We are the only organization fully focused on accelerating and funding treatments and cures to deliver hope and healing for all those who battle EB. When we accomplish this, what will our future look like? Kids with EB will be able to play, run, and ride a bike just like other kids. It means that a schedule once full of doctor visits, bleach baths and hours of bandaging can be filled with vacations and new adventures. It means no more fear. It means no more pain. It means a cure. And it is our hope that together, we can make EB history and in the process show the world how cures are found.

Are there three things the community/society/politicians can do to help you address the root of the problem you are trying to solve?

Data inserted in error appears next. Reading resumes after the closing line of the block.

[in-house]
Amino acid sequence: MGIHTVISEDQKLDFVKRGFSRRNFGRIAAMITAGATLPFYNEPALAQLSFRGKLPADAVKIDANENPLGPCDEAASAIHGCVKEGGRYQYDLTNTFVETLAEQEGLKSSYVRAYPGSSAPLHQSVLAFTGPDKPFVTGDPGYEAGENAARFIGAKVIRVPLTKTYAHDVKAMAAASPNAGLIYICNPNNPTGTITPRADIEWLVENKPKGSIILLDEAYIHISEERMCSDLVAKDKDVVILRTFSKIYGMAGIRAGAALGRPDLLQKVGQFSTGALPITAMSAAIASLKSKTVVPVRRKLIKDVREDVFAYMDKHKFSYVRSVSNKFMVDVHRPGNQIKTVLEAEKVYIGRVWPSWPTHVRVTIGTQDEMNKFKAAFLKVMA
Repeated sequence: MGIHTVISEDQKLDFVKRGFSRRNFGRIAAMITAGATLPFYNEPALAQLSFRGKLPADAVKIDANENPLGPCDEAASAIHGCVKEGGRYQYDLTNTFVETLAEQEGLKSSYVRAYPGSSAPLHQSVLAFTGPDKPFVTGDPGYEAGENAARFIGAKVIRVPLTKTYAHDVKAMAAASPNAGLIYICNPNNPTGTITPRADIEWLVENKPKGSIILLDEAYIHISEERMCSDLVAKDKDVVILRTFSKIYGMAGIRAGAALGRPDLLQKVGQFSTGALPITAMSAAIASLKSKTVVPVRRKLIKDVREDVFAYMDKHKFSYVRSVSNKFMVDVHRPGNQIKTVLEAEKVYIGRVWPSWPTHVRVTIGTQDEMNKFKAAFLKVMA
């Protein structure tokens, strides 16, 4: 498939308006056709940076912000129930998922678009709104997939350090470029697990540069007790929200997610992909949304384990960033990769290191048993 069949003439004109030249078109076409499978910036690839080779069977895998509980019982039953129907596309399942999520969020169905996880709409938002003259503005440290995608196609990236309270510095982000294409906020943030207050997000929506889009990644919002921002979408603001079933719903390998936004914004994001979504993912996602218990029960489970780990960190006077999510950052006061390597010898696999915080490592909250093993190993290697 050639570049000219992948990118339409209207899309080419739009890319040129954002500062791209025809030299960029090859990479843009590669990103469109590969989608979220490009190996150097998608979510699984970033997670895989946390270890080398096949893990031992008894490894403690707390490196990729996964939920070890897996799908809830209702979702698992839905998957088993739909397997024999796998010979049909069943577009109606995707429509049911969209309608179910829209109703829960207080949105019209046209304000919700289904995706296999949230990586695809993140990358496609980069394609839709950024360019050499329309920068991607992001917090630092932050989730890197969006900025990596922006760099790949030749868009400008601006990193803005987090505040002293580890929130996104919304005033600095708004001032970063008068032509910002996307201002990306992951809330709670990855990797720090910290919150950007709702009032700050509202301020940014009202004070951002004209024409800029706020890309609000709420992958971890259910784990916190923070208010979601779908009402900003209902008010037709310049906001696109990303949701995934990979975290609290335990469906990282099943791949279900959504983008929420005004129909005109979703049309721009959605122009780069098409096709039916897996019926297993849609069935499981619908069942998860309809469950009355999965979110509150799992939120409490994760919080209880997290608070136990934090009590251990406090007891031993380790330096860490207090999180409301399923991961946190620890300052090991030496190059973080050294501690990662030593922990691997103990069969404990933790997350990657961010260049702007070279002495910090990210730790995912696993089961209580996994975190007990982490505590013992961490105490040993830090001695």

1. Watch this 3 minute video on our mission, narrated by our Co-Founder Eddie Vedder: https://youtu.be/WjXV3h5wUfc
  2. The biggest obstacle to curing EB isn’t science, it’s funding, so visit our website to learn more and consider making a donation: https://www.ebresearch.org/
  3. Tell a friend, come to an event, or reach out to our team, we’d love to hear from you.

How do you define “Leadership”? Can you explain what you mean or give an example?

I believe a strong moral compass, the ability to build authentic relationships, and perseverance are instrumental to leadership.

As leaders, on any given day, there are so many decisions we need to make. Having a strong moral compass is critical to ensure that decisions are guided by a set of principles and ethics. I have often found that when the pressure and stakes are high, holding a set of values to commit to doing what is right provides a True North to navigate through even the most difficult decisions.